“Here’s the bottom line: I, a traitor, came back, and I enjoy what you, an ideological soldier, a philosophical and patriotic fanatic, do not have nor will have in many years. I am a lucky traitor, don’t you think?”
Manuscripts of the dead
Cienfuegos is a beautiful city that he will never forget. During the complete euphoria over the country’s Plan of Action (1989), he was assigned as a correspondent to cover two of the nation’s principal objectives: the construction of the nuclear power plant at Juraguá, and the petroleum refinery. It was a shock when he discovered journalistically (and innocently revealed the proof) that neither of the two constructions would start operating with the triumphant promptness that the government was proclaiming. The nuclear plant is today a dead skeleton, tortured by the sea, there at the southern tip of the island. The refinery had better luck: it recuperated, with great difficulty, in January 2008, thanks to the petroleum sent by Venezuela.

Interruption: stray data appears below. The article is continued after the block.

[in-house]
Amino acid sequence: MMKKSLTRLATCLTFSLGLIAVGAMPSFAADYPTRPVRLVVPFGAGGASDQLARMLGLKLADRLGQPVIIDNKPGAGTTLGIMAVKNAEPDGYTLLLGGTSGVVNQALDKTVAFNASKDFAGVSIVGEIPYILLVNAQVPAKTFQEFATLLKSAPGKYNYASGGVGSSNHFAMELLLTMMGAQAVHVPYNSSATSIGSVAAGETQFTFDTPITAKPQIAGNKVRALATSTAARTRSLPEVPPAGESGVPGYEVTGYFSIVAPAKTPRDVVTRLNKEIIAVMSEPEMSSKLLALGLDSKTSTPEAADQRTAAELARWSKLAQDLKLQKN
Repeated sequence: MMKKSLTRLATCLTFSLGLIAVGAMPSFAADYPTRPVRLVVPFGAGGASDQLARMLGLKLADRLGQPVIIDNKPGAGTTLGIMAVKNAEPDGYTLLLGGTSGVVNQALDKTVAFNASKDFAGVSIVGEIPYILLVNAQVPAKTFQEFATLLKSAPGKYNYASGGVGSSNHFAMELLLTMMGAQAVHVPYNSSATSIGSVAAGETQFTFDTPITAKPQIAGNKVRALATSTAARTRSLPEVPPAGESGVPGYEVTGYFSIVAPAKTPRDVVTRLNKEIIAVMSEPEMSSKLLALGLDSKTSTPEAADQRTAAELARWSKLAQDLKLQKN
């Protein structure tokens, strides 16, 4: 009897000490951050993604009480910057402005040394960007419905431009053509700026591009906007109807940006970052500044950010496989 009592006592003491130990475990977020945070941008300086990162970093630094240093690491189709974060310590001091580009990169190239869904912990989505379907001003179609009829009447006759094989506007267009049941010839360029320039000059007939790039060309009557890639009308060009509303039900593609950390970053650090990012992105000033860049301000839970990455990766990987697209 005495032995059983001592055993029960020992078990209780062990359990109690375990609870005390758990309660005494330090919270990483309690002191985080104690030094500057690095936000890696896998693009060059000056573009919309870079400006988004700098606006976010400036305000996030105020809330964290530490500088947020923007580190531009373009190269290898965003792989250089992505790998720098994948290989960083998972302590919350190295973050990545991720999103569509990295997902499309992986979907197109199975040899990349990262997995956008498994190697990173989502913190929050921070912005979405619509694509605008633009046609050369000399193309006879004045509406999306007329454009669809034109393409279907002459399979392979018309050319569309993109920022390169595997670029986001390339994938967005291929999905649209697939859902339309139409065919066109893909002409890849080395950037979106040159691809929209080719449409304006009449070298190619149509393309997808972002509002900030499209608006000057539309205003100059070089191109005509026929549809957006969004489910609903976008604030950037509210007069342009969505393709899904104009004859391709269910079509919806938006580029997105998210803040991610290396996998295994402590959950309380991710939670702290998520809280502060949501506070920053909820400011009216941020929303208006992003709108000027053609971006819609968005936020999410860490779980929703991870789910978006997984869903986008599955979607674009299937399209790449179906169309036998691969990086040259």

He completed three years of public service in the so-called Pearl of the South. Radio was his medium of expression. He learned about journalism, as they say in Cuba, “by giving up work to work.” He learned first-hand the rigid standards of Cuban reporting. But he is still grateful for those years in radio: “Today I owe to them the habit of sitting down and writing every day”.
In spite of everything, he was awarded the Cuban National Radio Prize for Non-Dramatized Historical Reporting in 1991, for his coverage of the Israeli-Palestinian conflict.